Then this functionality challenge popped up while on vacation. For some reason someone decided that only one towel rack was enough in a bathroom, in a room made for two people. That entails 2 bath towels, 2 face towels and 2 wash cloths. The towel rack couldn’t accommodate all 6 towels. It appears that the housekeepers were without any direction from management as each one employed their own solution to the lack of towel rack space which made for inconsistent presentation and interesting to see how each housekeeper decided what worked best.
The first day, after some time searching, we found the bath towels folded and stacked on a shelf in the closet in the room and no where near the bathroom. Then one day the bath towels were sitting on the side of the tub and one day sitting on the sink. Either the housekeepers didn’t think it important enough to report to management or maybe they did and management didn’t think it important enough to listen and just said, deal with it. At times it was inconvenient but also fun as we bet on where the bath towels would be next.
That’s how it goes with most Companies that behave badly. They perceive a need and put a solution in place whether it’s the right one or not. If you want to get maximum productivity from workers then you need to make it easier for them to do the job and not more difficult and that means asking them questions and listening to their answers. Once we got the supersack station up and running with the stainless steel bridge we doubled production however management didn’t learn a thing from this experience. Each improvement turned into a battle which was totally ridiculous and they wondered why they couldn’t consistently make their goals. It only takes a few seconds to listen to employees and use their input and then you create a bond where they trust you and you take care of them. Otherwise you’ll wind up with constant delays, grievances, injuries and just plain old fashion hurt feelings.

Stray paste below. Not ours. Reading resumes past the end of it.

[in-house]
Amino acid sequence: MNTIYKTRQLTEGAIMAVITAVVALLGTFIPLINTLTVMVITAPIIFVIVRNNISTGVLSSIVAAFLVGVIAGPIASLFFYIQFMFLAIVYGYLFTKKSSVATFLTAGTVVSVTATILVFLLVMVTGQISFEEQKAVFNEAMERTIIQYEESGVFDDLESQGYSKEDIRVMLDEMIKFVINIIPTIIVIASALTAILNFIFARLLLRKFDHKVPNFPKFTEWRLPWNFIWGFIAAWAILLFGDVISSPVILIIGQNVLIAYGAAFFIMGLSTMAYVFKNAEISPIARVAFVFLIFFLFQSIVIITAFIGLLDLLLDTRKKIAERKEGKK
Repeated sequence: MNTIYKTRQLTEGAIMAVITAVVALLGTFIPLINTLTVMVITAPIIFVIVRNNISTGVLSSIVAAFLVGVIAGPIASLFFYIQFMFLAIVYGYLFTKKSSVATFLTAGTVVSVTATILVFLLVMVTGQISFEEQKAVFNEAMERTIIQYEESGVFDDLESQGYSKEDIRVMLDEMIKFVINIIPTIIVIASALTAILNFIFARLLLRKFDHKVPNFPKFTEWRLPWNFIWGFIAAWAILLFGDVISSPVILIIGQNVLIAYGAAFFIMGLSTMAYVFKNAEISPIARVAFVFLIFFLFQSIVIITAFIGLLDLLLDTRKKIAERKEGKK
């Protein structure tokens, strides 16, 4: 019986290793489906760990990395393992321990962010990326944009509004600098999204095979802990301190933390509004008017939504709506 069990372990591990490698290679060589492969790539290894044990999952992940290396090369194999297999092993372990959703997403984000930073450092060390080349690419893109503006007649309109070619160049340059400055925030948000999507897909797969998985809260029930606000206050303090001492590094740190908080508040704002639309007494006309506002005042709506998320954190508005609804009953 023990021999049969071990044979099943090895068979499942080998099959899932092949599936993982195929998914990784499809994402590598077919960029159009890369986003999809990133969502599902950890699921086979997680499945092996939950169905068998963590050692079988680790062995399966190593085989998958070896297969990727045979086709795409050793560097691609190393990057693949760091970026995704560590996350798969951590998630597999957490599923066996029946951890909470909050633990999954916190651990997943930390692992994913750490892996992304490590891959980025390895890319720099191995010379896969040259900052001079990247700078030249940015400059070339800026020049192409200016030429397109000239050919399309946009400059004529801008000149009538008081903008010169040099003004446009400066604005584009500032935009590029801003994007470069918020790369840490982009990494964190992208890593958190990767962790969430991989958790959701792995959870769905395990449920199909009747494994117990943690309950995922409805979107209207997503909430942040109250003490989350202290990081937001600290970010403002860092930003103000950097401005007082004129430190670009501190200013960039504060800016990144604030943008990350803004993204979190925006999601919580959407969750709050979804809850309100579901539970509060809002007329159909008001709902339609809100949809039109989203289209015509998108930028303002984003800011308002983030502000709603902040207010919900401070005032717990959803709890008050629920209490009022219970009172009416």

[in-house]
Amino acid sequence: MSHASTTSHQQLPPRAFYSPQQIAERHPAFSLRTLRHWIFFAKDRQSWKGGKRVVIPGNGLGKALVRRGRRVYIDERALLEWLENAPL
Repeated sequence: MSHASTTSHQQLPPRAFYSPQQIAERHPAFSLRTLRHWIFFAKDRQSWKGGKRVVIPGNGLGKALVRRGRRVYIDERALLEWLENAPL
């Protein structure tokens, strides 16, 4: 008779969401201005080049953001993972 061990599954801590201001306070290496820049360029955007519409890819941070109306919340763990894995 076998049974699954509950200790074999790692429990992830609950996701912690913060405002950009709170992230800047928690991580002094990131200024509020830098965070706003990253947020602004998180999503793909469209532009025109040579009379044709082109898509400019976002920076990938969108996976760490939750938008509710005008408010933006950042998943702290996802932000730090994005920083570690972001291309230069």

Why the falls won’t stop. Because of you. Worker killed in fall at Sutter Home winery in St. Helena Yes! You. Due to being lazy, stupid or just plain crazy enough to believe you’re immortal, some of you still don’t believe you need to wear fall prevention gear while you work over 6 feet from the ground. I don’t know exactly what happened but from the info in the story I can tell that there was no cover or other fall protection placed over the skylight and he was not tethered. No matter how easy the job looks, if you don’t wear proper fall protection gear you may not get a second chance and wind up evaluating your bad decision at the pearly gates.